• Saturn’s rings are one of our solar system’s magnificent sights, but may be a relatively recent addition, according to data obtained from NASA’s Cassini spacecraft before the robotic explorer’s 2017 death plunge into the giant gas planet.
  • Scientists said that a calculation of the mass of the rings based on gravitational measurements of the planet collected by Cassini indicated they formed between 100 million and 10 million years ago in roughly the final 2% of Saturn’s current age.
  • The findings challenge the notion favoured by some astronomers that the rings developed soon after Saturn formed about 4.5 billion years ago along with the other planets, including the earth.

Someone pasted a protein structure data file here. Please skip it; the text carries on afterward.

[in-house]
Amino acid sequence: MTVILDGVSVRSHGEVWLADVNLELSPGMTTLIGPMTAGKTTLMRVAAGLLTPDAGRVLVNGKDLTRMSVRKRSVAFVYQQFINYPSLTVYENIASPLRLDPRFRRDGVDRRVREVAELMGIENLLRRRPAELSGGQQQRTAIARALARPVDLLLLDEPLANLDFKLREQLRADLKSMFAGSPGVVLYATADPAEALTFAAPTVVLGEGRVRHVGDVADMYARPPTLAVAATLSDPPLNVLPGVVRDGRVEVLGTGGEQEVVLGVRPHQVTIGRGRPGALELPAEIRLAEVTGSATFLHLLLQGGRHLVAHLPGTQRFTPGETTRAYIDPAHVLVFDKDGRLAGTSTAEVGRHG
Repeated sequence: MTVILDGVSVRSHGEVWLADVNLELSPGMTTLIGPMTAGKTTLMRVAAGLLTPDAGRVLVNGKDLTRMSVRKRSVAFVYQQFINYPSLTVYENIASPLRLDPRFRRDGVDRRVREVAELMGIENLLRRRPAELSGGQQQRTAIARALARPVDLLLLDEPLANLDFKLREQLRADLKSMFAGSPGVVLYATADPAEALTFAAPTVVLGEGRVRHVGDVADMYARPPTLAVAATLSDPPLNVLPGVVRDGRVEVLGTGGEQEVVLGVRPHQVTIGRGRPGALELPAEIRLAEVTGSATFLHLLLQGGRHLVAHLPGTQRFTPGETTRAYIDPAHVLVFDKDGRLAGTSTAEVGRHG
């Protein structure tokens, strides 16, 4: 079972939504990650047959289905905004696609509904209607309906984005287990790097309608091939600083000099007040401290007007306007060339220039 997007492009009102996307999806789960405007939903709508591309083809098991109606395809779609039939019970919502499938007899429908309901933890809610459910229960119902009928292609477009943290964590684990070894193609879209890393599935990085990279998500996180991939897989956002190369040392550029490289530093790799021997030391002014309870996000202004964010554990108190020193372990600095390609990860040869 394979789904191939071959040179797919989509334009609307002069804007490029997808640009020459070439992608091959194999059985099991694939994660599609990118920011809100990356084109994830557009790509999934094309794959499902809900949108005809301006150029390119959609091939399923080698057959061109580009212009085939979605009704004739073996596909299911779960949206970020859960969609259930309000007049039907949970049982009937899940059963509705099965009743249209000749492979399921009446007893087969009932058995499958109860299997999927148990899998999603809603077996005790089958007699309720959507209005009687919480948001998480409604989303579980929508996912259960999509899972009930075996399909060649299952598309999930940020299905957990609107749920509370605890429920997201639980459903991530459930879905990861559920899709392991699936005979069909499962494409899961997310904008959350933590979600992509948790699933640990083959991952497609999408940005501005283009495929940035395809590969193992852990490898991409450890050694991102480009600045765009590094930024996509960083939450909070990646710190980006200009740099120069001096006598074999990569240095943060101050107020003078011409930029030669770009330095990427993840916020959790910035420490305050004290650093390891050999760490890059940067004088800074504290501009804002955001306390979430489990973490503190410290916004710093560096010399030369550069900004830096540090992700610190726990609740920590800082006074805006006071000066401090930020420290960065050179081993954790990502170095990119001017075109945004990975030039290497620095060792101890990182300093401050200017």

• Others felt the rings were much younger, but lacked crucial data like their mass to estimate their age reliably.
  • The ring mass turned out to be 45% lower than previous estimates based on 1980s data from NASA’s Voyager spacecraft.
  • Lower mass indicates a younger age, the researchers said in a study published in Science.
  • Scientists suspect the rings formed perhaps when a large icy comet or moon ventured too close to Saturn and was shattered by gravitational forces or moons collided in orbit.
  • Scientists hope that they can, in the future, get samples of ring material to find the precise date of origin.